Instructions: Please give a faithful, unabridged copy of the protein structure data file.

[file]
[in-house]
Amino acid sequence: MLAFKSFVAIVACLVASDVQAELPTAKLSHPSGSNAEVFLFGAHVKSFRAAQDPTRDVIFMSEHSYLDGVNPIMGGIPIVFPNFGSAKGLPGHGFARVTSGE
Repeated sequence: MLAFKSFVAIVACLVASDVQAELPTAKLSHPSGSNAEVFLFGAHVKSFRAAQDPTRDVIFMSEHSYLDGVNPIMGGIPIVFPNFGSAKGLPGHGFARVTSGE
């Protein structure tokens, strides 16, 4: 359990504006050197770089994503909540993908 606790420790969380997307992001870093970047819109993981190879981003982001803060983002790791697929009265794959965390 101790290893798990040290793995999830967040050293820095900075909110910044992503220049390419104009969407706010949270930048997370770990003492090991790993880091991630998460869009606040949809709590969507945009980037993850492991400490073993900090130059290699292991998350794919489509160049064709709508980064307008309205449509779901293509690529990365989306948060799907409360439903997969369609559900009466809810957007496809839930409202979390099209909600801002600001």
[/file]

[in-house]
Amino acid sequence: MLAFKSFVAIVACLVASDVQAELPTAKLSHPSGSNAEVFLFGAHVKSFRAAQDPTRDVIFMSEHSYLDGVNPIMGGIPIVFPNFGSAKGLPGHGFARVTSGE
Repeated sequence: MLAFKSFVAIVACLVASDVQAELPTAKLSHPSGSNAEVFLFGAHVKSFRAAQDPTRDVIFMSEHSYLDGVNPIMGGIPIVFPNFGSAKGLPGHGFARVTSGE
């Protein structure tokens, strides 16, 4: 359990504006050197770089994503909540993908 606790420790969380997307992001870093970047819109993981190879981003982001803060983002790791697929009265794959965390 101790290893798990040290793995999830967040050293820095900075909110910044992503220049390419104009969407706010949270930048997370770990003492090991790993880091991630998460869009606040949809709590969507945009980037993850492991400490073993900090130059290699292991998350794919489509160049064709709508980064307008309205449509779901293509690529990365989306948060799907409360439903997969369609559900009466809810957007496809839930409202979390099209909600801002600001």